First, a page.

Wednesday, June 15, 2005

UPI: the New Reuters

United Press International dropped a load of dogsh*t on us today, in parts. First this gem:

A former Bush team member during his first administration is now voicing serious doubts about the collapse of the World Trade Center on 9-11. Former chief economist for the Department of Labor during President George W. Bush's first term Morgan Reynolds comments that the official story about the collapse of the WTC is "bogus" and that it is more likely that a controlled demolition destroyed the Twin Towers and adjacent Building No. 7.

Ah, the thoroughly debunked "Bush did it" conspiracy theory. You had to be a complete moron to buy this nonsense when it originally surfaced, and Popular Mechanics was kind enough to do the heavy lifting on it in March. The problem with conspiracy theorists on this type of thing is that they try to reverse engineer "what must have happened" from a unique event and what they think they know about how the world works. If war proves anything, it's that mass destruction is unpredictable and stranger than fiction. Things that shouldn't happen do and things that should happen don't. Trying to prove a conspiracy by arguing that a building collapse looked like a controlled demolition or that not enough plane debris was found is beyond stupid.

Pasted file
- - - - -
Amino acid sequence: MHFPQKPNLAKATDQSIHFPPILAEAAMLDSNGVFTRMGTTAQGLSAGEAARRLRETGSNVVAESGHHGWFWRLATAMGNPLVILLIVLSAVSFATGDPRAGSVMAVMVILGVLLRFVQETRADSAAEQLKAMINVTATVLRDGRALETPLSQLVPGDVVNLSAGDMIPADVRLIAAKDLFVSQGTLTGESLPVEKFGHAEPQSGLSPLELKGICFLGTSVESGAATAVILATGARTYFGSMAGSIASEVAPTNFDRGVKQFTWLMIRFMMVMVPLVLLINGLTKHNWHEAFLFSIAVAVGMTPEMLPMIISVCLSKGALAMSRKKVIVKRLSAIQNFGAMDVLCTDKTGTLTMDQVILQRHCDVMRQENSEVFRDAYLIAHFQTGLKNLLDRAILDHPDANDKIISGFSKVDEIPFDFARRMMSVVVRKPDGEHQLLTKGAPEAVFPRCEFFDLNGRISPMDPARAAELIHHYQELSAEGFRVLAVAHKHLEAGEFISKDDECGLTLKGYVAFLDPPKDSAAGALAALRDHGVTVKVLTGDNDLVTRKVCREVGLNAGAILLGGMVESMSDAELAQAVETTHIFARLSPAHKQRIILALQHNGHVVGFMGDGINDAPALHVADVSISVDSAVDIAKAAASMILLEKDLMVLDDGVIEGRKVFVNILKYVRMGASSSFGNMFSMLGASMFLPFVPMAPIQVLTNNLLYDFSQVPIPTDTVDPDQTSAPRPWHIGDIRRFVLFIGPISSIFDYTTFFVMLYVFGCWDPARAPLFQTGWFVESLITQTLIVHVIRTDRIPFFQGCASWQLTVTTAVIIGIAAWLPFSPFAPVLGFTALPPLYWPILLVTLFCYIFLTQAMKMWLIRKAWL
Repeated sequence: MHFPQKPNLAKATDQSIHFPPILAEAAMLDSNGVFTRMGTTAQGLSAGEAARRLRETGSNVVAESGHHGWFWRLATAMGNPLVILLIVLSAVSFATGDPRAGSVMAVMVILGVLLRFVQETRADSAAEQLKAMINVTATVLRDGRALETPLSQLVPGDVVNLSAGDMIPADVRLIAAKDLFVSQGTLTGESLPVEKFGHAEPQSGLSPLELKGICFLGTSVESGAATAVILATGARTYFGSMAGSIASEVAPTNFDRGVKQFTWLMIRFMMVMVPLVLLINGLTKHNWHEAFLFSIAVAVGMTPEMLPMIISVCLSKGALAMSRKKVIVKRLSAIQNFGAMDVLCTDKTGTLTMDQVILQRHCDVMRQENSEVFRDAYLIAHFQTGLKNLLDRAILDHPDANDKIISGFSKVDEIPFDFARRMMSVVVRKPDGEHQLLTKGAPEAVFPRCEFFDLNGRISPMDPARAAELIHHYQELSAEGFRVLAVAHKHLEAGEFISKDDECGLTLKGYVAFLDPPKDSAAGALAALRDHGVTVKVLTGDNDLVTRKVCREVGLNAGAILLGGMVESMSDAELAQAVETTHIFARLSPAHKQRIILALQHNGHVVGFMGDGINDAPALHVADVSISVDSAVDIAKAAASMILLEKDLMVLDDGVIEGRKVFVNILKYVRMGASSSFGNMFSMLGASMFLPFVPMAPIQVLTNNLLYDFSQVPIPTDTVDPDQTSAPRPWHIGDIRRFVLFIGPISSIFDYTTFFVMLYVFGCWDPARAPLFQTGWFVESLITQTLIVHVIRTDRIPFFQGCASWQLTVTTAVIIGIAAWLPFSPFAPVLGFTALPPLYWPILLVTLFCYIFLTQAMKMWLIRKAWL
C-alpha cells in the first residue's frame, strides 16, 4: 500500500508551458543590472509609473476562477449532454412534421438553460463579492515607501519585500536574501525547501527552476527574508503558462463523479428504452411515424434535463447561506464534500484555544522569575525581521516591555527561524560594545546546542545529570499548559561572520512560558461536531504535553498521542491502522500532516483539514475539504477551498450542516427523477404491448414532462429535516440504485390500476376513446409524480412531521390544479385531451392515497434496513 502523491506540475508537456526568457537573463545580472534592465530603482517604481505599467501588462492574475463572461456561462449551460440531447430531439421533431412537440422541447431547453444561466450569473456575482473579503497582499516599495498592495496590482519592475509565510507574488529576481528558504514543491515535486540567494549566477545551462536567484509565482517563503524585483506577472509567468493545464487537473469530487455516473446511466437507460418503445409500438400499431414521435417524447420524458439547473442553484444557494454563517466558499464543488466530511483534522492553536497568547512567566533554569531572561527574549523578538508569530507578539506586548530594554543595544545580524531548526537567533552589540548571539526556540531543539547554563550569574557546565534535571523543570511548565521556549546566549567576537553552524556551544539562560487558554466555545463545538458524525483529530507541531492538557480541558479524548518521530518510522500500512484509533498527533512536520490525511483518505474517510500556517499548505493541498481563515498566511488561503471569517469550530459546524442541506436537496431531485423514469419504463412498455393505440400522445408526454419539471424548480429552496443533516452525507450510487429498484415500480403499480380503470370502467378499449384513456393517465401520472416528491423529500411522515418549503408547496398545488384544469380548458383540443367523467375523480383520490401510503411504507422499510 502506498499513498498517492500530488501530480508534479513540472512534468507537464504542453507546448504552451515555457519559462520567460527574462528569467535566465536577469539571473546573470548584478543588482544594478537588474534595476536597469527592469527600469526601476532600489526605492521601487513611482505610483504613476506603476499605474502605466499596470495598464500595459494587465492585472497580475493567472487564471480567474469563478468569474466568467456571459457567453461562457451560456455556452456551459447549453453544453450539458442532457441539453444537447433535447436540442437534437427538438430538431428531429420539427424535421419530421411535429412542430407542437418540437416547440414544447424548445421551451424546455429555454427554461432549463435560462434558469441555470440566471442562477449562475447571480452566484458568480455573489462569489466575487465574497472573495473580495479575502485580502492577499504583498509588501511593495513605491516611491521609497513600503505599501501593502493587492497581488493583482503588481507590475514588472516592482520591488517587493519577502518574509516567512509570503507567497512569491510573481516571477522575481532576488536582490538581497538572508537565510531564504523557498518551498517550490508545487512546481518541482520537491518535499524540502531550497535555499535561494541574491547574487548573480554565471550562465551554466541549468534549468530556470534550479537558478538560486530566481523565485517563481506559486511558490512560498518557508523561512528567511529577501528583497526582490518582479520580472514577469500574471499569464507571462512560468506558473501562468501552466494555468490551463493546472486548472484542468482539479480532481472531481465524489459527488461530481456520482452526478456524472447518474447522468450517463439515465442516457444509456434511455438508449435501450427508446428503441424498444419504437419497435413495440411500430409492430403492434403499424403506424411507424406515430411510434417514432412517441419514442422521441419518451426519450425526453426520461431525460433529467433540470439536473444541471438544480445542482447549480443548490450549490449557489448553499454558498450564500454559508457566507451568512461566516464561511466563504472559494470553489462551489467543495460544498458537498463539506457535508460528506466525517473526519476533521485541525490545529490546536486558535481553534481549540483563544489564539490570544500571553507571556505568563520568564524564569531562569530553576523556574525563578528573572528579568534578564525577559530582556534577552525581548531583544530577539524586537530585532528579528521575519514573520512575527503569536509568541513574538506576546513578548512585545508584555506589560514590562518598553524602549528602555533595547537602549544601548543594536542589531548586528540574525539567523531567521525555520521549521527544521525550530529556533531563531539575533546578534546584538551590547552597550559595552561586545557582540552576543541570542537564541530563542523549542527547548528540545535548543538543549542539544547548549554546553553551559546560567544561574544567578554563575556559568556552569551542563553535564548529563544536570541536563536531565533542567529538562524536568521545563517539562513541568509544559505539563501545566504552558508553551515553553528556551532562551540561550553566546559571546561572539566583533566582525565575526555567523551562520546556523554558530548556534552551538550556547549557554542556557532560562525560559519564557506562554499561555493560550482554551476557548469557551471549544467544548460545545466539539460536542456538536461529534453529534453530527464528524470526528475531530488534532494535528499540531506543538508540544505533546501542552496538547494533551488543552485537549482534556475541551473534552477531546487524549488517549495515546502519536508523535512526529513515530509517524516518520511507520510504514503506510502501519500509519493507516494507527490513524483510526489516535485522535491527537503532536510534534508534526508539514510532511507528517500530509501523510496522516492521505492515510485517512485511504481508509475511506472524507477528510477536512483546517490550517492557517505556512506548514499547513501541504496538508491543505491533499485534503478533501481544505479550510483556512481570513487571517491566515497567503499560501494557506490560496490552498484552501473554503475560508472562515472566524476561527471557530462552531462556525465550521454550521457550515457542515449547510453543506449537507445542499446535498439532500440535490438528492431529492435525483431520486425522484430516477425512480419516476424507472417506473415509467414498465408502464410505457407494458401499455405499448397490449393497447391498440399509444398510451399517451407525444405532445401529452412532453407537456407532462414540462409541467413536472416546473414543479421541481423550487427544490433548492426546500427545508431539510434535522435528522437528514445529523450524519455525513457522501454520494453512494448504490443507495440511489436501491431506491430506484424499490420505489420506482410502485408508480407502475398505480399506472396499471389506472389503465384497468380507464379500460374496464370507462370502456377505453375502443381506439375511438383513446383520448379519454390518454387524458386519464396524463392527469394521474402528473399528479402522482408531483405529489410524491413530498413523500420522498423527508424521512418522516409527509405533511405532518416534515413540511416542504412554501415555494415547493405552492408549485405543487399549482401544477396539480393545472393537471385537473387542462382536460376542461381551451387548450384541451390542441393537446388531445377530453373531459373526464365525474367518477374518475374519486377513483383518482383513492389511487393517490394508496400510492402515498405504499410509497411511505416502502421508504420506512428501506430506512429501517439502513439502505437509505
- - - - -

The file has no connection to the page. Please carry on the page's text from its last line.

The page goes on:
But the UPI isn't done yet:

Two years after President George W. Bush proclaimed "mission accomplished" in Iraq, some thoughtful officers are beginning to question who the insurgents actually are. In a recent interview the head of the US 42nd Infantry Division which covers key trouble spots, including Baquba and Samarra Major General Joseph Taluto said he could understand why some ordinary Iraqis would take up arms against U.S. forces because "they're offended by our presence." Taluto added, "If a good, honest person feels having all these Humvees driving on the road, having us moving people out of the way, having us patrol the streets, having car bombs going off, you can understand how they could (want to fight us). There is a sense of a good resistance, or an accepted resistance. They say 'okay, if you shoot a coalition soldier, that's okay, it's not a bad thing but you shouldn't kill other Iraqis.'"

I guess that's why so few Iraqis have been killed by this "resistance." Oh that's right, they've killed far more Iraqis than soldiers, coalition or Iraqi Army. The "insurgents" aren't ordinary Iraqis, as Taluto well knows. I don't doubt that the presence of foreign military units is offensive, but that's a much more complex issue than "America Bad." I wouldn't be surprised if this were taken out of context. I sure hope so.

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